So I was reading Galen and he opens his On the Natural Faculties arguing against the attribution of these powers to the soul, seeming to equate Aristotle's vegetative soul to nature (physis) and the other faculties to the actual soul. So plants would only live by their own nature, while beasts and men would have existence, growth and nutrition not due to their souls, but due to their nature itself, while reacting to stimuli and (in the case of men) thinking due to their particular souls.

So I thought: would Orthodox anthropology be more prone to Aristotle's or Galen's reading? I think Aristotle, but I don't recall anyone saying plants have souls or something, lol. I'm not trying to start a psyche x nous discussion here, but if you find it necessary to develop on that to answer the question better, feel free.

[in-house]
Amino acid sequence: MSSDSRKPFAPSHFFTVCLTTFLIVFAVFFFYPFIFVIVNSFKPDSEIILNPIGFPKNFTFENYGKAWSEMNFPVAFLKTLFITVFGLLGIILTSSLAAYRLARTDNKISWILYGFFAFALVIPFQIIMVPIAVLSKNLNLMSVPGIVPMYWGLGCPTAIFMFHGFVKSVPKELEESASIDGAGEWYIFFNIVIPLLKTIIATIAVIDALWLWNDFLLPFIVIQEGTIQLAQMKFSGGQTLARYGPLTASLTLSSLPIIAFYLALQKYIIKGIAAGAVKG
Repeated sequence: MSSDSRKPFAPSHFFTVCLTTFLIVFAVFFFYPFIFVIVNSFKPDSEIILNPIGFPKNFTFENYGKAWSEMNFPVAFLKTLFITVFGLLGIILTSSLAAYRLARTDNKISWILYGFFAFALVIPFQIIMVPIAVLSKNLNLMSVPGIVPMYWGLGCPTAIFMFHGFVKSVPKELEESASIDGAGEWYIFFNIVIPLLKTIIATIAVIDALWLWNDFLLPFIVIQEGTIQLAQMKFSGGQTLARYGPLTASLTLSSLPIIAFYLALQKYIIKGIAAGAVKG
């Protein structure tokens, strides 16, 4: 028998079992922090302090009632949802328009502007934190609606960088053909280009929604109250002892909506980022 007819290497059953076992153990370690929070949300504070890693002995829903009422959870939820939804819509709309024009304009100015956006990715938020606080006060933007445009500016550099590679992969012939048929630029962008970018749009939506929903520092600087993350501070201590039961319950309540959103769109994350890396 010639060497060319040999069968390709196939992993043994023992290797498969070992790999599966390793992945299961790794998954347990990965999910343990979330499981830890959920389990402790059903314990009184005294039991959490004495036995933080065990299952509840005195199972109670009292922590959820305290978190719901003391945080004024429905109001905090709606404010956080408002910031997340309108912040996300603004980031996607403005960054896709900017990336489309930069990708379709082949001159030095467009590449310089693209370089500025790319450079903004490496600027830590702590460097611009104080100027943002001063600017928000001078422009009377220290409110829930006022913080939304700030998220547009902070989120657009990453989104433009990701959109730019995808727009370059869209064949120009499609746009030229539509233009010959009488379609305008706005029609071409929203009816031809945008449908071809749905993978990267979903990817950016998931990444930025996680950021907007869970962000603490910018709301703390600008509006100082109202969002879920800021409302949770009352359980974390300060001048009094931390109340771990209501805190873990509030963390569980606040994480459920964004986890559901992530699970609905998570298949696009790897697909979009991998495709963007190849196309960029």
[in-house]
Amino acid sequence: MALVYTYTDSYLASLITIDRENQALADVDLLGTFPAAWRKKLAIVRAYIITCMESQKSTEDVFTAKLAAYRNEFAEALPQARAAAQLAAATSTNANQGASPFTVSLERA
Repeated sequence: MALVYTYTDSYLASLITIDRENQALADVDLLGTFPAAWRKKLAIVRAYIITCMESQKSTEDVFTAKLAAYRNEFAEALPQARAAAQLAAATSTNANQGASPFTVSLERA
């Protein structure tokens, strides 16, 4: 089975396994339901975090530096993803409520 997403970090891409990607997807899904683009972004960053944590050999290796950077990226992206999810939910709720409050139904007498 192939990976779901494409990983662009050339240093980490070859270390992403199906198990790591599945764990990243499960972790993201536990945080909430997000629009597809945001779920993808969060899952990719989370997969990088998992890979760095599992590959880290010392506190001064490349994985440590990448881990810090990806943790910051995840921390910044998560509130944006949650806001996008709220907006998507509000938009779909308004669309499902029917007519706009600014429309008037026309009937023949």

From another thread...

"The soul has three powers: first, the power of nourishment and growth; second, that of imagination and instinct; third, that of intelligence and intellect. Plants share only in the first of these powers, animals share in the first and second only, and men share in all three." - St Maximos the Confessor (quoted in: Joanne Stefanatos, Animals and Man: A State of Blessedness, [Light and Life Publishing Company, 1992], p. 51; originally in: The Philokalia, Vol. 2, p. 88)

For more of that discussion: Do Plants Have Souls?
Thanks, very helpful. Not surprising that he followed Aristotle strictly in that sense, but I wonder whether a Hebrew OT sage would say plants have a nephesh. Better ask a Jew.  :P
"Behold, the mystical sacrifice, fully accomplished, is ushered in. In fervent faith let us draw near, that we may become sharers in everlasting life. Alleluia."

Please pray for myself, my family and my friends.

Check my blog "Em Espírito e em Verdade" (in Portuguese). Last article: Fontes de fé da Igreja Ortodoxa